" Counsel for the appellant invited the court simply to allow the appeal and quash the conviction. But that would only be appropriate if it was clear that there was insufficient evidence for a conviction without the evidence of the police interview or that, taking all these circumstances of the trial into account, there was a real possibility that the jury would have arrived at a different verdict had they not had that evidence before them (McInnes v HM Advocate)...."
It was also accepted that the test described in McInnes v HM Advocate  UKSC 7; 2010 SC(UKSC) 28 was essentially the same test, the formulation adopted by Lord Rodger of Earlsferry being that:
".. an appellate court will only hold that the Crown has been unfair and quash the jury's verdict as a miscarriage of justice if there is a real possibility that if the statements had been disclosed, a jury might reasonably have come to a different verdict".
 In our view, in the application of that test, at least in a case such as this, an appropriate starting point is an examination of the role which the evidence of the questioning of the accused played in the prosecution case. And a useful starting point in that examination may well be the extent to which that evidence was invoked in the prosecutor's address to the jury.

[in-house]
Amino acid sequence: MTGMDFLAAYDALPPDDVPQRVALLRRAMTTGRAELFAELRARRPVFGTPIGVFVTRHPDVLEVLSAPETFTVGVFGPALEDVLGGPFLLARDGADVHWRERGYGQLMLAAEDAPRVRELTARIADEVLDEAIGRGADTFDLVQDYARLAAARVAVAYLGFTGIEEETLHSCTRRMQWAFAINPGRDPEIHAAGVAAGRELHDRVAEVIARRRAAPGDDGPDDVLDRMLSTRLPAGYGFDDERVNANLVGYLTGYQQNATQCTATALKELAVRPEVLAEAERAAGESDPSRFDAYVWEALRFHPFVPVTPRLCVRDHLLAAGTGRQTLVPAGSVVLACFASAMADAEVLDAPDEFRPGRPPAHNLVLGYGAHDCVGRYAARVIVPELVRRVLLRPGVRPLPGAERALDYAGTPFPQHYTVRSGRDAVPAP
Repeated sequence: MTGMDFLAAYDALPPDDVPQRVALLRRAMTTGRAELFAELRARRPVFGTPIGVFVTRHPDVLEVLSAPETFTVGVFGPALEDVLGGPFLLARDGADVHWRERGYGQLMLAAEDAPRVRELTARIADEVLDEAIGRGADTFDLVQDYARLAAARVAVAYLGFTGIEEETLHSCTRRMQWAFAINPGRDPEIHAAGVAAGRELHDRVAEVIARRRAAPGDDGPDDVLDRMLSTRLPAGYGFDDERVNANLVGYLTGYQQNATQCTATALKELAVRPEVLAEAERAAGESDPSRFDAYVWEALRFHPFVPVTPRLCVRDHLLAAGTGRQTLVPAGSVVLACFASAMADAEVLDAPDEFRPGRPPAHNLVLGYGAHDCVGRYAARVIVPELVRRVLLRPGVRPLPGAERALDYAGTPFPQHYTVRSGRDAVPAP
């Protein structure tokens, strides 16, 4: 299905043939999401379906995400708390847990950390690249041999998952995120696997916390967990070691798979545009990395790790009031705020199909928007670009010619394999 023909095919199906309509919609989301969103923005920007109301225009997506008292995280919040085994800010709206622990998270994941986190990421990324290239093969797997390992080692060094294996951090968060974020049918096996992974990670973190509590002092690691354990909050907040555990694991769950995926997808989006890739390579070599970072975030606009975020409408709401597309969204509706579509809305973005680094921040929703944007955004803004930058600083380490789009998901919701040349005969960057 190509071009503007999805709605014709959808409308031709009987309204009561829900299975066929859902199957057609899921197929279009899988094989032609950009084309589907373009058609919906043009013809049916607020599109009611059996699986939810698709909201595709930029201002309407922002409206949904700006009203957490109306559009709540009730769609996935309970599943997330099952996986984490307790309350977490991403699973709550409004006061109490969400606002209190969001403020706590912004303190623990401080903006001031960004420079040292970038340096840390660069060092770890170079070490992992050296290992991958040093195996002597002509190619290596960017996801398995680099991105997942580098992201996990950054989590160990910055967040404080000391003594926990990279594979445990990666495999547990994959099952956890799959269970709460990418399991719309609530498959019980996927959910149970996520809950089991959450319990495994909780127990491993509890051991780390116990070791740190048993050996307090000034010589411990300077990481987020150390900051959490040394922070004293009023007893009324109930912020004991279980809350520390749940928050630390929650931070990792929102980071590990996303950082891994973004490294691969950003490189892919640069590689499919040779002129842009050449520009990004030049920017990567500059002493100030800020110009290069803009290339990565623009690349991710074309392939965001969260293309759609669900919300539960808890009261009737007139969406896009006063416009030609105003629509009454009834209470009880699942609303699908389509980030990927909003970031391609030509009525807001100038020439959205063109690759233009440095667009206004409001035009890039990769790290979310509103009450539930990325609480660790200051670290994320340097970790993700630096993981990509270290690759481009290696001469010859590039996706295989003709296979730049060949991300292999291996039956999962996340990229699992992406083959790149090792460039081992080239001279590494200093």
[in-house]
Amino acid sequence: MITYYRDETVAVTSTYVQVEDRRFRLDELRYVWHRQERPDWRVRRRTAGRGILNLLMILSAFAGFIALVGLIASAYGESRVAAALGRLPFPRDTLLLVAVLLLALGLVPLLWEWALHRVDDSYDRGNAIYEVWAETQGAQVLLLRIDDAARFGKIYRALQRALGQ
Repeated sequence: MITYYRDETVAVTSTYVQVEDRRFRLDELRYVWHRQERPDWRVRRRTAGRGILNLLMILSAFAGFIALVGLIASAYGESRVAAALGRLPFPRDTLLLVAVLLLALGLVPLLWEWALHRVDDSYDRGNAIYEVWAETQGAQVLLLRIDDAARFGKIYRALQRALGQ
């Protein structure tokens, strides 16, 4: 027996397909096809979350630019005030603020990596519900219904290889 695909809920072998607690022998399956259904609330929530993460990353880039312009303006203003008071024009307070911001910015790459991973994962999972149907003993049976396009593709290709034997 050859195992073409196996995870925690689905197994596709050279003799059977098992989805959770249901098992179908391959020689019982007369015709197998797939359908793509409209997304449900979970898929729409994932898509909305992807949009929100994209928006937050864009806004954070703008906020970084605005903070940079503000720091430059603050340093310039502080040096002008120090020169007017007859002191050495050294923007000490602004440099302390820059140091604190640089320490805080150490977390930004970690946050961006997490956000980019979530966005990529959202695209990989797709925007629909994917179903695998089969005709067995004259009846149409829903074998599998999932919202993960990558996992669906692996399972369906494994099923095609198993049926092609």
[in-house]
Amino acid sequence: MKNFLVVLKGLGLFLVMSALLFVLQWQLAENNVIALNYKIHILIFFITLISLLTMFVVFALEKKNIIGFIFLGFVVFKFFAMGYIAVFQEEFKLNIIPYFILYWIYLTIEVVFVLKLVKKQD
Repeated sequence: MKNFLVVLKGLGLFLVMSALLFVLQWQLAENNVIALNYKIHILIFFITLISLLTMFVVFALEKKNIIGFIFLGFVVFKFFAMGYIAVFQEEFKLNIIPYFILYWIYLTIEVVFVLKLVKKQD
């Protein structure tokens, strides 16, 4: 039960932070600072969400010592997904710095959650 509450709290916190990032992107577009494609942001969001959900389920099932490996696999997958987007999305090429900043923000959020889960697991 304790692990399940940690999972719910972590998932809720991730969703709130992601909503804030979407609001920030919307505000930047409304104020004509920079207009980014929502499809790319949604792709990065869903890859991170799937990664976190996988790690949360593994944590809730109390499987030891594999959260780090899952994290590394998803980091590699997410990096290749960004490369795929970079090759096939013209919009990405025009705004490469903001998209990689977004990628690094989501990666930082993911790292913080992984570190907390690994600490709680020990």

From the transcript of that address delivered by the advocate depute at the appellant's trial, it is evident that the advocate depute saw a number of the appellant's answers to the questions from the police as providing important corroboration of the prosecution case. (See, for example, page 5, pages 39 to 41 and page 66 - the latter no doubt referring back to various earlier points in his speech in which the advocate depute adverted to what he saw as important admissions). It was understandably not suggested by the solicitor advocate for the appellant that, absent those admissions, the Crown case would have been vulnerable to a no case to answer submission but it was, he submitted, relevant to take note of the fact that the trial advocate depute regarded what had been said by the appellant at interview as a significant corroborating element of the Crown case.